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Bed bugs have lived with humans since ancient times. They are mentioned in plays pre-dating 335 B.C. Fossilized bed bugs have been found during excavations of ancient Egypt. Pliny, the roman philosopher, wrote about bed bugs as a cure for snake bites around 77A.D. Early American colonist wrote about their plight with bed bugs.

Bed bugs were practically eradicated from the United States near the end of World War II. Pesticides like DDT were responsible for getting rid of bed bugs. Shortly after bed bug eradication, the environmental impact of products like DDT was discovered. DDT was causing damage to the eagle population due to run off into the water supplies which affected the eggs causing a decrease in birth rates.

This led to the introduction of the FIFRA act. The Federal Insecticide, Fungicide, and Rodenticide Act (FIFRA) provides for federal regulation of pesticide distribution, sale, and use. All pesticides distributed or sold in the United States must be registered (licensed) by EPA. Before EPA may register a pesticide under FIFRA, the applicant must show, among other things that using the pesticide according to specifications “will not generally cause unreasonable adverse effects on the environment.’’

Bed bugs were re-introduced to the United States back around 2002 and have since reached nearly pandemic levels of infestation, especially in larger cities and urban populations. Bed bugs are also becoming a major problem in more rural communities.

Bed Bug Biology

Bed bugs are commensal insects. This means that they are dependent upon humans for survival. There are many other commensal pests that we deal with daily such as cockroaches, rodents, fleas, and ticks. That being said, they are highly adaptable and have become masters at sneaking into our homes, going largely undetected and hunting us for food.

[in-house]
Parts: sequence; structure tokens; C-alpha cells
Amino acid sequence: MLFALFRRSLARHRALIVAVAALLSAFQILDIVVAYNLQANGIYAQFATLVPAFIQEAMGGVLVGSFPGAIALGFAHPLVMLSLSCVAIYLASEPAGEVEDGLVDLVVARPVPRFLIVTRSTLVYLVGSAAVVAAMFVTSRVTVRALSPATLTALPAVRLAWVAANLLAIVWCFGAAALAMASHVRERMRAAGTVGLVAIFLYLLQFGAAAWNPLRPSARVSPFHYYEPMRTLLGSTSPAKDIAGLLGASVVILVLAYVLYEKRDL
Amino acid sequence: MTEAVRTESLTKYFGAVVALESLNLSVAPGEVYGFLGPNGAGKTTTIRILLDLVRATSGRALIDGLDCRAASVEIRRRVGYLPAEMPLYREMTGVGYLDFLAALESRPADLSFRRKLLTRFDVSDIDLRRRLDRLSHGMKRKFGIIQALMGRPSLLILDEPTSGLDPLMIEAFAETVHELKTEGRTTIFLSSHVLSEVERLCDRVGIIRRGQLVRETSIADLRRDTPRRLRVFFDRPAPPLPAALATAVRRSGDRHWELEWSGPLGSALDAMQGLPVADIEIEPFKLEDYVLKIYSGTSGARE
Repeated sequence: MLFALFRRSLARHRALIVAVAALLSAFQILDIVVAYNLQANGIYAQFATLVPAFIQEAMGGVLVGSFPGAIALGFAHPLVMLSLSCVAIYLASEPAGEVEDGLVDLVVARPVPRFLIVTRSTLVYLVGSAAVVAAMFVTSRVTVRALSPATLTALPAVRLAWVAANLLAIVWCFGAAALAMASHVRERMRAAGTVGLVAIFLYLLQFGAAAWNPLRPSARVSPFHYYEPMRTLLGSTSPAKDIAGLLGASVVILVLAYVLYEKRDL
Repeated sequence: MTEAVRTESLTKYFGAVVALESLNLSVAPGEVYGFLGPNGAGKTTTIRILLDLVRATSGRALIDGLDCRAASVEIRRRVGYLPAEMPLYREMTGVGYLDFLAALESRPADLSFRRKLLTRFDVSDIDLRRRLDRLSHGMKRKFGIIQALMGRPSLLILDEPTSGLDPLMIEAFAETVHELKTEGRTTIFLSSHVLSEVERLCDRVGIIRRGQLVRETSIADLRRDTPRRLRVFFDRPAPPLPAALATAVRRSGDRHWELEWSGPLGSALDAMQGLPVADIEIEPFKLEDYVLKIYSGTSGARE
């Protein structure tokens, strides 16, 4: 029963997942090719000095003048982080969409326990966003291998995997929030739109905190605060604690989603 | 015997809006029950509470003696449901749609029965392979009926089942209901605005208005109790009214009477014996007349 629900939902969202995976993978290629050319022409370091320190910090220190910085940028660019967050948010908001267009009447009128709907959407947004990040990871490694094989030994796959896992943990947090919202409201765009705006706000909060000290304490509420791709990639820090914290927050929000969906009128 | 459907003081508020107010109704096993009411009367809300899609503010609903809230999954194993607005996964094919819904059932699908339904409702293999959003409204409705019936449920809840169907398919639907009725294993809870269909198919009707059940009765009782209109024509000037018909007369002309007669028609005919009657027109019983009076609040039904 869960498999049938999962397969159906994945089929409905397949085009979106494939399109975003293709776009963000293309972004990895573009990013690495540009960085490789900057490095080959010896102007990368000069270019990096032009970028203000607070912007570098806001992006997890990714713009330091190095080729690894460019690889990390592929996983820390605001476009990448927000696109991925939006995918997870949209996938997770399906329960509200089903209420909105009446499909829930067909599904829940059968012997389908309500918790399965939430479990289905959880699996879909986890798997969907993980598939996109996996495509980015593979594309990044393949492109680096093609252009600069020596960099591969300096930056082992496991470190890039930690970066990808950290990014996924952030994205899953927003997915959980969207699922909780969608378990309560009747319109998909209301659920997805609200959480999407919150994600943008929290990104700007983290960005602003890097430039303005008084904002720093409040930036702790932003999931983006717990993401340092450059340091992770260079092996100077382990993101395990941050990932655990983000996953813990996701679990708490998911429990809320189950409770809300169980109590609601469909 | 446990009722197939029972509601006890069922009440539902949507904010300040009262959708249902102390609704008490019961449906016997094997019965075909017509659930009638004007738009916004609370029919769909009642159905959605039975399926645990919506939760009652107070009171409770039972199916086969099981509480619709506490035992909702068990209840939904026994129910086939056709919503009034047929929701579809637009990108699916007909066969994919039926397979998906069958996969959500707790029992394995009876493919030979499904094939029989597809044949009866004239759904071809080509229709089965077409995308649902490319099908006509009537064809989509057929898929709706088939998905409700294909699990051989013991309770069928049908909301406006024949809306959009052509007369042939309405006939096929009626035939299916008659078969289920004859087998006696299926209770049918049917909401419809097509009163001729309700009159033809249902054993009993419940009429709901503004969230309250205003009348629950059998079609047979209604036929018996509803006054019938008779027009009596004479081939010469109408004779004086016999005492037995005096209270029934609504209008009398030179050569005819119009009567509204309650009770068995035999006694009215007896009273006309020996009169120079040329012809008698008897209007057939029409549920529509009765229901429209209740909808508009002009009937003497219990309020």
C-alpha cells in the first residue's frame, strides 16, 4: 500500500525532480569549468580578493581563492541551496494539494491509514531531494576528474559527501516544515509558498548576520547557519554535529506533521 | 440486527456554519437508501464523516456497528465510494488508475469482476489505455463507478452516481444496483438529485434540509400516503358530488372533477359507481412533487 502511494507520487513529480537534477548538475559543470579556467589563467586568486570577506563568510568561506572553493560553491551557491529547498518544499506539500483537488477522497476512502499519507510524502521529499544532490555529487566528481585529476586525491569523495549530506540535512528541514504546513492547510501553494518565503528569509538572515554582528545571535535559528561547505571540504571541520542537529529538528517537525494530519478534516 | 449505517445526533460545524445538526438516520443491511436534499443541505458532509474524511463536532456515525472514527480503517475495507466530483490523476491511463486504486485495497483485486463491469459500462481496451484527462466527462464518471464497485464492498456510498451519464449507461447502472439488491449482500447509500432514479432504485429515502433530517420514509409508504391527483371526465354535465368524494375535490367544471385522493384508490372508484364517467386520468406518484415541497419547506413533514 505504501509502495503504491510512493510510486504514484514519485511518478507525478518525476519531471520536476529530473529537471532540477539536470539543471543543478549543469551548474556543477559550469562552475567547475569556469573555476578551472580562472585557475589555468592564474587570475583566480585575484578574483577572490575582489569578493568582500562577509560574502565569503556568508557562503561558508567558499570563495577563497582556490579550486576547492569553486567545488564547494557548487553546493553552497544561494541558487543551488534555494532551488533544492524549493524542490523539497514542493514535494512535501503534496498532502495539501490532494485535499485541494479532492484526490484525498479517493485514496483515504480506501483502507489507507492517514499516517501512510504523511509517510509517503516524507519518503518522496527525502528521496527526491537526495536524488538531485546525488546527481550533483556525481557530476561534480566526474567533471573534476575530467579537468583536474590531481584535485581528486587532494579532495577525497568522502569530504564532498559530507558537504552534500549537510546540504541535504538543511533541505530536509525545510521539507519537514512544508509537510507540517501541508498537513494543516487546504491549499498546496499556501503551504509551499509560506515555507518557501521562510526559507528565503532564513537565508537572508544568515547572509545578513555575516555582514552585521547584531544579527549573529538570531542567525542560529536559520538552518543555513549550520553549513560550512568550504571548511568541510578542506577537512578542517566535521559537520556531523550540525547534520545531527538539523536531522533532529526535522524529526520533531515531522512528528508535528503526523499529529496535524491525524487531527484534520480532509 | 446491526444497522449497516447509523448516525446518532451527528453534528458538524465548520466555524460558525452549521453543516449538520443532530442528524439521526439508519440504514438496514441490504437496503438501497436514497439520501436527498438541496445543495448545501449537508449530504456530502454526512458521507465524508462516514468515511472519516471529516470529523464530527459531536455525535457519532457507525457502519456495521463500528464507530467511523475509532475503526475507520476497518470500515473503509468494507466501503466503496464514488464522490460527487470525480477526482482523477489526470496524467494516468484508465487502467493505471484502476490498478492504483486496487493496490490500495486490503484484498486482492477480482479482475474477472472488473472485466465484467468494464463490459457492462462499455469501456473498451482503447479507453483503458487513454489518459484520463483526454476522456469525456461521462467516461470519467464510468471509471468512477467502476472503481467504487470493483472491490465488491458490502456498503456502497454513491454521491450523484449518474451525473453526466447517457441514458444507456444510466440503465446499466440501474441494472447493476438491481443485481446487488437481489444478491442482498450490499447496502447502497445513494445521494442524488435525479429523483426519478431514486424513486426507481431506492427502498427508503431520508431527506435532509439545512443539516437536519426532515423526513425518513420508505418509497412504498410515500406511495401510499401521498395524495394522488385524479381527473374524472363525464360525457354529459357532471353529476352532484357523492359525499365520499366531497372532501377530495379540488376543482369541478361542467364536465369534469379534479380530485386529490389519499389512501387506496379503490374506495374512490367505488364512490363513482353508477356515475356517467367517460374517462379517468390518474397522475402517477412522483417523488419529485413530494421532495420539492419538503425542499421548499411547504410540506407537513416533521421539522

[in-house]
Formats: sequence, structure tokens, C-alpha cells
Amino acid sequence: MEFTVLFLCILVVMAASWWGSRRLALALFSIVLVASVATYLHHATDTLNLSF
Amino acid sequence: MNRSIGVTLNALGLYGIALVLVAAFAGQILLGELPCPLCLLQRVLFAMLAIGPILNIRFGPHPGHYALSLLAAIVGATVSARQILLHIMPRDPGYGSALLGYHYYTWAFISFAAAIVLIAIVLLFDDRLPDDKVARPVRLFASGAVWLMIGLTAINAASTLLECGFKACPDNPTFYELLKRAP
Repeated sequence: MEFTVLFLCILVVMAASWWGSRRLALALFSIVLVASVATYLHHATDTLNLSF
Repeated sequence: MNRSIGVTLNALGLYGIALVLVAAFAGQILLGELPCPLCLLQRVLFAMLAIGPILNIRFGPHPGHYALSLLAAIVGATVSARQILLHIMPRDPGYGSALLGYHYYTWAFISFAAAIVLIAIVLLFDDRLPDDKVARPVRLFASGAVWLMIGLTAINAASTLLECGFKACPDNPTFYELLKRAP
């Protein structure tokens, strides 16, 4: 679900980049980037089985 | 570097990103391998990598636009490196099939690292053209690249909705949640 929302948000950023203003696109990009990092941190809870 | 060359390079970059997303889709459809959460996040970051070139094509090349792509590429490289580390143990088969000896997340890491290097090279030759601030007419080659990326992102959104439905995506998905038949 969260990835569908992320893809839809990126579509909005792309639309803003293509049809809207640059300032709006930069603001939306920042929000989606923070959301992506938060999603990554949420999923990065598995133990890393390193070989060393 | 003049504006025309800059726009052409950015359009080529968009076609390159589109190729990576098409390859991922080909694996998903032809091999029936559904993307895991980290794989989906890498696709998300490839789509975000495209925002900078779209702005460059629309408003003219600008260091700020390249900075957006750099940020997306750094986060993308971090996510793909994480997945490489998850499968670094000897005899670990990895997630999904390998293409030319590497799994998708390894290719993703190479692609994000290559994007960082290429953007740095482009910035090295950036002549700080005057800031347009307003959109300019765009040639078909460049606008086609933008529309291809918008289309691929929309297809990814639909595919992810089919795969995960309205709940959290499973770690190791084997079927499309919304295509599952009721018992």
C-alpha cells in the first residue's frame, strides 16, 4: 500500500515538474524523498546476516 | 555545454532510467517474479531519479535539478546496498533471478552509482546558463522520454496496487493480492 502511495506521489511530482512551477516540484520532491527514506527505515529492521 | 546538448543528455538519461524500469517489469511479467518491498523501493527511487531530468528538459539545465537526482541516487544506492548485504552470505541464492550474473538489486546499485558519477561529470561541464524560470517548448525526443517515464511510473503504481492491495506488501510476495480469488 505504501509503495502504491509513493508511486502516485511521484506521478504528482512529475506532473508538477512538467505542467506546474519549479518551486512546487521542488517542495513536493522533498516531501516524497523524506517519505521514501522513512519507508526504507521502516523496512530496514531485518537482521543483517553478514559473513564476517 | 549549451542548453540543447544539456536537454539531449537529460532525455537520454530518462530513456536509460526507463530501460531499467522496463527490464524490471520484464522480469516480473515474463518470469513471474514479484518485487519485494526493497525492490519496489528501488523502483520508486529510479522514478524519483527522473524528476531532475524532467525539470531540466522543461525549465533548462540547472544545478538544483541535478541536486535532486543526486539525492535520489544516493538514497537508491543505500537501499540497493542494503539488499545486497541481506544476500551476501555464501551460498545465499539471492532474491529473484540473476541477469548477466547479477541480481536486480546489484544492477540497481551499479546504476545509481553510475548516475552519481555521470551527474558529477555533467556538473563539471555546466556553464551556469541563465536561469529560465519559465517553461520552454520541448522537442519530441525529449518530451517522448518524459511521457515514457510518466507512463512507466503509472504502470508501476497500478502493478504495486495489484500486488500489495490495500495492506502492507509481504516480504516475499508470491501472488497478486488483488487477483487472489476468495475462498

Bed bugs are flat and small. They prefer the dark. Bed bugs are nocturnal, meaning they are most active at night. They will, however, adapt their feeding to match human habits. If an individual worked at night and slept in the daytime, then they might be active in the day and feed then. Adults are not much bigger around than a pea. Egg sacks are smaller than a grain of salt and have thousands of tiny hooks on them. They easily attach to skin, hair, clothing, and other materials. Juvenile bedbugs are very tiny versions of the adults, looking almost identical. They shed their skin about 5-6 times during development. This is called molting. This full development cycle can take anywhere from 4 weeks to 5 months depending on conditions. They must have a blood meal each time they shed their skin and change sizes. Adults can live 9 months without a blood meal. Females will lay 200-500 eggs in their lifetime.

Bed bugs feed only on blood. They use CO2 to track us down. They know when we are in deepest sleep. That is when they take the opportunity to feed. When they get close they use body heat to locate the best place to get a blood meal. They have mastered walking on us virtually undetected. When they bite their saliva acts as a localized anesthesia making the bite go undetected. The saliva also acts as an anti-coagulant to keep the blood flowing while they feed. Most humans have a mild allergy to the saliva and will break out in a rash around the bite area within 2-3 days of being bitten.

Often times this is the first sign of bed bugs. This means if you are traveling and visited a hotel with bed bugs you may not know about it until you are already back home or in another town, making pinpointing the source troublesome and problematic.
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